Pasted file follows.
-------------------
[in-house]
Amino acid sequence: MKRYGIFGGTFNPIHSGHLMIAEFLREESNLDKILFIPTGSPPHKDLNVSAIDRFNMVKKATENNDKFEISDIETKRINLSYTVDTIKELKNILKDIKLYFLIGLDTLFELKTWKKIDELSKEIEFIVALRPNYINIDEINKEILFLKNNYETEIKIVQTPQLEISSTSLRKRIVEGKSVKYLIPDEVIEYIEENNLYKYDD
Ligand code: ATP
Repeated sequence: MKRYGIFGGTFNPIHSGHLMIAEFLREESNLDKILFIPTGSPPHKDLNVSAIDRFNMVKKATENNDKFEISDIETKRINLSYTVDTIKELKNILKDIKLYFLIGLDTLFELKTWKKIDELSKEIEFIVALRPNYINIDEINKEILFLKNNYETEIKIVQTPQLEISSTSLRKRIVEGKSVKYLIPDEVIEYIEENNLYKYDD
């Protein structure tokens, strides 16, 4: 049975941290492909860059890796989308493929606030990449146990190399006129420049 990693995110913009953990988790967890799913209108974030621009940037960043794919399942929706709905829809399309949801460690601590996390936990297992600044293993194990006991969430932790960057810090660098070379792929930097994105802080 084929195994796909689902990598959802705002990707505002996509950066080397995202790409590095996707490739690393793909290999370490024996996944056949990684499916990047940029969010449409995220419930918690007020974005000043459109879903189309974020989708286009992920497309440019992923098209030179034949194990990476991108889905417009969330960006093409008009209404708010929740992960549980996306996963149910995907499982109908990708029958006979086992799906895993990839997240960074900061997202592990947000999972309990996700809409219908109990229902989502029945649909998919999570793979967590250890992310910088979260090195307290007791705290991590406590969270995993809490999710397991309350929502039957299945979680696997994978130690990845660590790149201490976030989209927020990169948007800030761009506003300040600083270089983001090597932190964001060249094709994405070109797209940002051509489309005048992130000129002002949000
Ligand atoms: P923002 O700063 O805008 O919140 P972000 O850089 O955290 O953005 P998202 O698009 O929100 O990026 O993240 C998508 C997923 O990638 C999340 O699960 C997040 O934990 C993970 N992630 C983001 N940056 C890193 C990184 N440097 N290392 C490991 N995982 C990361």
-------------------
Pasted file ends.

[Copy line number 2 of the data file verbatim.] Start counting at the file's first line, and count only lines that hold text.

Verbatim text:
Amino acid sequence: MKRYGIFGGTFNPIHSGHLMIAEFLREESNLDKILFIPTGSPPHKDLNVSAIDRFNMVKKATENNDKFEISDIETKRINLSYTVDTIKELKNILKDIKLYFLIGLDTLFELKTWKKIDELSKEIEFIVALRPNYINIDEINKEILFLKNNYETEIKIVQTPQLEISSTSLRKRIVEGKSVKYLIPDEVIEYIEENNLYKYDD